German men and women, if I speak today again after
many long months to you it is not to reply to one of those statesmen
who recently wondered why I had been silent for such a long time. Posterity
will one day be able to weigh up which was more important in the past
three and a half months, the speeches of Churchill or my actions.
I have come here today to deliver a short introductory
address on the Winter Help scheme. This time it was particularly difficult
for me to come here because in the hours in which I can be here a new,
gigantic event is taking place on our eastern front.
For the last forty-eight hours an operation of gigantic
proportions is again in progress, which will help to smash the enemy
in the East. I am talking to you on behalf of millions who are at this
moment fighting and want to ask the German people at home to take upon
themselves, in addition to other sacrifices, that of Winter Help this
Since June 22 a battle of decisive importance for
the world has been taking place. Only posterity will clearly see its
dimensions and depth and will realize that it marked a new era.
I did not want this struggle. Since January, 1933,
when Providence entrusted me with the leadership of the German Reich,
I had an aim before my eyes which was essentially incorporated in the
program of our National Socialist party. I have never been disloyal
to this aim and have never abandoned my program.
I made efforts to bring about the construction of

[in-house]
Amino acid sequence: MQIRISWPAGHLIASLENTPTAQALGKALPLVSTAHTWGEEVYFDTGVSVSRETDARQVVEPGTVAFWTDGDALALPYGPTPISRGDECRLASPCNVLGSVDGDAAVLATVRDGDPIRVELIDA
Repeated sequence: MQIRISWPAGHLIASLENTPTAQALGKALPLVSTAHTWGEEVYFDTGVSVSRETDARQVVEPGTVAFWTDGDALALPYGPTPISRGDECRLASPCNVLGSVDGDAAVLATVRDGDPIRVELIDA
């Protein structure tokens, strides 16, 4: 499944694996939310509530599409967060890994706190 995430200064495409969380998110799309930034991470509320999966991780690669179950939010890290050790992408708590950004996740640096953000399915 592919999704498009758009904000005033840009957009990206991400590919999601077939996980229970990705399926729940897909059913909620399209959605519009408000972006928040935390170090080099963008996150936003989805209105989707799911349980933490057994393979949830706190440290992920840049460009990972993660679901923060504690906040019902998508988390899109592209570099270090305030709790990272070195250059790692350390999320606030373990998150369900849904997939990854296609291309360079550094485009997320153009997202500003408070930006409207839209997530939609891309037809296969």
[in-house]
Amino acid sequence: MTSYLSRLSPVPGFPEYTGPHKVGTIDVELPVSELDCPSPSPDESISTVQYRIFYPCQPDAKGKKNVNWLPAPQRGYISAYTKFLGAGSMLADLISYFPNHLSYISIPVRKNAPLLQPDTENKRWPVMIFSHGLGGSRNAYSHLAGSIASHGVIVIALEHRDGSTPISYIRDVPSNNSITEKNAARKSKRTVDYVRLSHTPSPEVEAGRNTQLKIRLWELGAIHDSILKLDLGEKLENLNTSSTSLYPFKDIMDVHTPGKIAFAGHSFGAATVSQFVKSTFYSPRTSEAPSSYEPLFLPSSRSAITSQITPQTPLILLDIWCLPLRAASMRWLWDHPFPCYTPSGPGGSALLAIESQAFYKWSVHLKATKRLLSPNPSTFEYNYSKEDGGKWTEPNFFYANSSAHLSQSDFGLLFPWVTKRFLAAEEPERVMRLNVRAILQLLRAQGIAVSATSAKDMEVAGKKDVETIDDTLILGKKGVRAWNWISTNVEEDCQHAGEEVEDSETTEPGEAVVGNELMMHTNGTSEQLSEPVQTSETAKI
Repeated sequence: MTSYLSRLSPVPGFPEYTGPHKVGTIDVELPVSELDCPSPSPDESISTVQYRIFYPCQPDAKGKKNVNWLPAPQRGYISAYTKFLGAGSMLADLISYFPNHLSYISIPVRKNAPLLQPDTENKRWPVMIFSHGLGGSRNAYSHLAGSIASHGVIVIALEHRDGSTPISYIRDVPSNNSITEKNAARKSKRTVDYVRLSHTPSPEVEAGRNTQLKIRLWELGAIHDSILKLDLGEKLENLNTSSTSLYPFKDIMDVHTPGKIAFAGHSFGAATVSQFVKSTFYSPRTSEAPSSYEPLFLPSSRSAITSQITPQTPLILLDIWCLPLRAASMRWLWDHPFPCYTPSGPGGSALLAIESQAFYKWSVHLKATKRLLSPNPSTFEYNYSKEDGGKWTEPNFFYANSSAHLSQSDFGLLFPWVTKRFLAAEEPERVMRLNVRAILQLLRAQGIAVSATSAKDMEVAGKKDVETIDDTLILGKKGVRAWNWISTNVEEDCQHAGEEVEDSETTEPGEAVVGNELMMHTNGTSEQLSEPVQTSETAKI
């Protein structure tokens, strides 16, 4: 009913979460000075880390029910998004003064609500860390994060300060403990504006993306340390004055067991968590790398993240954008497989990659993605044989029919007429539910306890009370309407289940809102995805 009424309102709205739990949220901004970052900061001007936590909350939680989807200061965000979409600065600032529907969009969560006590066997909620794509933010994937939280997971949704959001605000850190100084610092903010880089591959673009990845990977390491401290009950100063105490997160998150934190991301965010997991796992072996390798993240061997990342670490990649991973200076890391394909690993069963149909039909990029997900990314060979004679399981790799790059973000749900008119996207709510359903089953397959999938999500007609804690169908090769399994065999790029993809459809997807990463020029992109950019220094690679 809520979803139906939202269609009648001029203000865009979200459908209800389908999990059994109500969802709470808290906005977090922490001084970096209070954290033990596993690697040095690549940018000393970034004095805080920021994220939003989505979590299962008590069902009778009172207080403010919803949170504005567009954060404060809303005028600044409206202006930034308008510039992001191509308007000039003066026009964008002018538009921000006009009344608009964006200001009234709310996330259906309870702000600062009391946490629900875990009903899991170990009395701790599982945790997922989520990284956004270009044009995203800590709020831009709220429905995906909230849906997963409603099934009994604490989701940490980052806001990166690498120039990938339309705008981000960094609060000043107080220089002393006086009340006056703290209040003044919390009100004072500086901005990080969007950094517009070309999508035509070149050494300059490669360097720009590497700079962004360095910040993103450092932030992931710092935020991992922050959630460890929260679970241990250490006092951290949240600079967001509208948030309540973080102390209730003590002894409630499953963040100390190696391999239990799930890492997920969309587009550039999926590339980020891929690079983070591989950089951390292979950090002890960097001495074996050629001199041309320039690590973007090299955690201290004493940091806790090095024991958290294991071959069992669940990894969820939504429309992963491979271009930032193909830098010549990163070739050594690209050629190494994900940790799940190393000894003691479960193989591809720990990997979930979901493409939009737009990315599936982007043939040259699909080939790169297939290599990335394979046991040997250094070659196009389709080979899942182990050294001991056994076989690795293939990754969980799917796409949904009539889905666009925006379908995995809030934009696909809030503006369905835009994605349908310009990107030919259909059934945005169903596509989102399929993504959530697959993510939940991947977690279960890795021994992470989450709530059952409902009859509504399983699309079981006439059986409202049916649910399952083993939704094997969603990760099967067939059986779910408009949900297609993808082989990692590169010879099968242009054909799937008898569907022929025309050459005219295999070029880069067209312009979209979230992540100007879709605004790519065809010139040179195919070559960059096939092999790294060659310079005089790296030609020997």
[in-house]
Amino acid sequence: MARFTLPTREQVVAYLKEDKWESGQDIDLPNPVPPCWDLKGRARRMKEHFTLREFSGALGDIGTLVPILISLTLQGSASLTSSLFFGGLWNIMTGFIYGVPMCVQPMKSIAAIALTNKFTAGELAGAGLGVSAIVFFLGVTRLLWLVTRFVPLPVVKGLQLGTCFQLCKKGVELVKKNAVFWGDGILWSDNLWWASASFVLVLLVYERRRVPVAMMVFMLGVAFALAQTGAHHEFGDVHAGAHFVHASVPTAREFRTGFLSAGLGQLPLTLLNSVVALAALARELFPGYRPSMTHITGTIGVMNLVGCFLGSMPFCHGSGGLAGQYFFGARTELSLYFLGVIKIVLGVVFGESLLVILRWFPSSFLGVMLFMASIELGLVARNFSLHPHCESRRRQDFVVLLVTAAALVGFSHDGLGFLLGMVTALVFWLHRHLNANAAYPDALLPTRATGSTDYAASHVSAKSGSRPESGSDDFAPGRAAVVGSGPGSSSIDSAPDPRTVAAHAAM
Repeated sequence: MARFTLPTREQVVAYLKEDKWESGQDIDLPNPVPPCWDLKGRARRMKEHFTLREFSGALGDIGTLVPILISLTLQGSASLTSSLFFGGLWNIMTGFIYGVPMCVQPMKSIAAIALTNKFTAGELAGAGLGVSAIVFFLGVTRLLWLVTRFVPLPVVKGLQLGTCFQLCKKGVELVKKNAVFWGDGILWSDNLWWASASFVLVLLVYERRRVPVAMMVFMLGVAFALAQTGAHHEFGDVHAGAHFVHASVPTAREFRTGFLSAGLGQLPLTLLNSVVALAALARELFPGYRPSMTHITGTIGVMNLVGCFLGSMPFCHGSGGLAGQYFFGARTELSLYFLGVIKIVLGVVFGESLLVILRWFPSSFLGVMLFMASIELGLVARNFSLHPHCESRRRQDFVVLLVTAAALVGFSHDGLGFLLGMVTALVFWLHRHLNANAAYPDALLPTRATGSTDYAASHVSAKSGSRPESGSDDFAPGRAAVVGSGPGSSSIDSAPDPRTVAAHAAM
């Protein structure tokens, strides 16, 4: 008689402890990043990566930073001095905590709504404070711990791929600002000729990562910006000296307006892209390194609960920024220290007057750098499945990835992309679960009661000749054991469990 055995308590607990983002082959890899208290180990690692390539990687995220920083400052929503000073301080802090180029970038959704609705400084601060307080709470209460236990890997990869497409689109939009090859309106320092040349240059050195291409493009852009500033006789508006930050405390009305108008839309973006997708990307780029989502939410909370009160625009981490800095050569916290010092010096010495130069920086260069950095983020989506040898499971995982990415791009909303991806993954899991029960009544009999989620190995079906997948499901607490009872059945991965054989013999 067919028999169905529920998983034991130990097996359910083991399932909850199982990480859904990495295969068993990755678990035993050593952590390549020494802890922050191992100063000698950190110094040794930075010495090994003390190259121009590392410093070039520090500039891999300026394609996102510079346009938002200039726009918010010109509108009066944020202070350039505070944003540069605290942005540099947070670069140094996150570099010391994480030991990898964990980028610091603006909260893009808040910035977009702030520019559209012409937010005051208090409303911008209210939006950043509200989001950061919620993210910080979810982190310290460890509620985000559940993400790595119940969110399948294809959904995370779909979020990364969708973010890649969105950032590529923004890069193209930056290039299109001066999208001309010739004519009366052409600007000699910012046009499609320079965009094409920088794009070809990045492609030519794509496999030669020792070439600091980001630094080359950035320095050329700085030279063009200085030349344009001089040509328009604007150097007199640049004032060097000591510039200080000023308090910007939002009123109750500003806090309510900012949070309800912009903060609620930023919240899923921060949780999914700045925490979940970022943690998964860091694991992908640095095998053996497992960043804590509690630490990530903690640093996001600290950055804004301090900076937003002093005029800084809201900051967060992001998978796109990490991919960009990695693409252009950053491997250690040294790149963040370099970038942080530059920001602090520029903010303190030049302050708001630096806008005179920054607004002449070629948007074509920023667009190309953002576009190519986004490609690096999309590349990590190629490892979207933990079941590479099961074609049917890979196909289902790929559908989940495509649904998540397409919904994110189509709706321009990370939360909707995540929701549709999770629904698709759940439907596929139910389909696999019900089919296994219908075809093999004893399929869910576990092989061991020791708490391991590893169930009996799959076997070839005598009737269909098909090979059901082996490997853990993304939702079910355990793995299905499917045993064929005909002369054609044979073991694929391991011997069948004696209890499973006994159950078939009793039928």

a people who, after a war lost through its own fault, had experienced
the deepest collapse in its history. This in itself was a gigantic task.
And I began this task at a moment when others had either failed in it
or no longer believed in the possibility of ever accomplishing such
a task. What we achieved in these years in the way of peaceful reconstruction
It is for me and my collaborators an offense to be
compelled to have dealings with those democratic entities who are not
in a position to look back even upon one single true great work in their
lives. I and all of us did not need this war to perpetuate our names.
Moreover, we were not at the end of our achievements, but in some fields
still at the beginning.
We succeeded in internally restoring our Reich although
under difficult conditions for in Germany 140 people per square kilometer
have to be fed. Yet we have solved our problems, while others foundered
on the problem.
We had the following principles: First, the internal
consolidation of the German nation; second, the attainment of equal
rights externally; third, the unity of the German people and thus the
restoration of natural conditions which had been interrupted only artificially.
Our external program, therefore, was laid down in
advance. This did not mean that we would ever strive for war. But one
thing was certain, that we would in no circumstances renounce the restoration
of German freedom and thus one of the conditions of the German revival.
I have submitted to the world many proposals along
these lines. I need not repeat them here. This is done by my publicist
collaborators. How many peace offers have I made to the world and disarmament
proposals for a peaceful, new sound world economic order? All these
were rejected by those who could not hope that such peaceful work would
keep their regime at the helm.